whrandom.m
-----------------

# Implements the 2006 Wichmann-Hill PRNG
# Computes n pseudo-random numbers starting with a seed of 4 user-chosen
# values.

function out = whrandom(ix,iy,iz,iw,n)
  p1 = 2147483579;
  p2 = 2147483543;
  p3 = 2147483423;
  p4 = 2147483123;
  out = zeros(n,1);
  for i=1:n
    ix = mod(11600*ix,p1);
    iy = mod(47003*iy,p2);
    iz = mod(23000*iz,p3);
    iw = mod(30000*iw,p4);
    out(i) = mod(ix/p1+iy/p2+iz/p3+iw/p4,1);
  end
-----------------

-Alasdair

On Mon, Jun 4, 2012 at 10:26 PM, Alasdair McAndrew <[hidden email]> wrote:
Writing your own is a good idea.  Cleve Moler, here, speaks of the linear congruential generator 

x_{k+1} = ax_k (mod m)

with a,m = 16807, 2^31-1

which was in fact Matlab's internal random number generator until replaced by the Mersenne Twister.  You'll find some good links here; there are some PRNGs developed by the late George Marsaglia which are both far simpler, and have a far longer period, than the Mersenne Twister.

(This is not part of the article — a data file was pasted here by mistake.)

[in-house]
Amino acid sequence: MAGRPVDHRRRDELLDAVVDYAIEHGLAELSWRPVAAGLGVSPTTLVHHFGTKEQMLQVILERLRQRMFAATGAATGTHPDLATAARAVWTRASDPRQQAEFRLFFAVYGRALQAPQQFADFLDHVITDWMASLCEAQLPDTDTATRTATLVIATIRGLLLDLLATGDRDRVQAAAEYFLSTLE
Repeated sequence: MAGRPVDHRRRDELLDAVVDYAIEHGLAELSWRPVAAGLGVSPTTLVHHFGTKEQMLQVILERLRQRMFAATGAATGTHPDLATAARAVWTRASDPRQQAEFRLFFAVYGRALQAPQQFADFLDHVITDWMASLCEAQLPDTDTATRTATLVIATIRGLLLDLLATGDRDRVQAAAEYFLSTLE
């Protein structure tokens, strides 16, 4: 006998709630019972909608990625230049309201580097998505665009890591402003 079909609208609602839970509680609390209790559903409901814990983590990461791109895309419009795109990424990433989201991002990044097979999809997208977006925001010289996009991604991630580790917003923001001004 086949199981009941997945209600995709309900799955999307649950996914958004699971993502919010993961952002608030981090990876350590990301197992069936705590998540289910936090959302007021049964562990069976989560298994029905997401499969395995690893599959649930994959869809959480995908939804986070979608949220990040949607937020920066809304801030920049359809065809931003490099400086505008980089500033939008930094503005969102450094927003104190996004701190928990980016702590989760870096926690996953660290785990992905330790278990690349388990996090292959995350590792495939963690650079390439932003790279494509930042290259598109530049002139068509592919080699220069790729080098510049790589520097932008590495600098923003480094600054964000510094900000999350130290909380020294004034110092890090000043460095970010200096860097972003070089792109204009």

For a Matlab implementation of the Wichmann-Hill PRNG (which works basically by adding up three floating point values and taking the fractional part as output), seehere.   This is a simple program which should work equally well in Matlab and Octave.

-Alasdair


On Mon, Jun 4, 2012 at 12:03 AM, Mathieu Dubois <[hidden email]> wrote:
Hello,

I want to comapre the output of the Self-Organinzin Map algorithm under Matlab and Octave.

The algorithm is stochastic because, as in most training algorithm, the data are presented inrandom order.
In order to compare as precisely as possible the Matlab and Octave version it seems necessary to have the same sequence of random numbers.

Is there a way to do that?

I have tried the following:
rand('twister', 10);
s = rand(10, 1);
disp(s);
disp(mean(s));
disp(var(s));

The sequences are different (but the statistics are close).

Mathieu


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Re: Same sequence of random number generators than under Matlab?

Alasdair McAndrew
.. and here's a simple implementation of Marsaglia's "Complementary Multiply with Carry" generator.  It has a period of 2^131104 - far greater than that of the Mersenne Twister.  

--------------------
function out = CMWC32(s1,s2,n) # 32 bit CMWC
  a = 18782;
  c = s1;
  x = s2;
  b = 2^32-1;
  # initialize state vector
  s = zeros(4097,1);
  for i=1:4096
    x = b-bitand(uint64(a*x+c),b);
    c = bitshift(uint64(a*x+c),-32);
    s(i) = x;
  endfor
  # Now compute new values for use
  for i = 1:n
    x = s(1);
    s(4097) = b-bitand(uint64(a*x+c),b);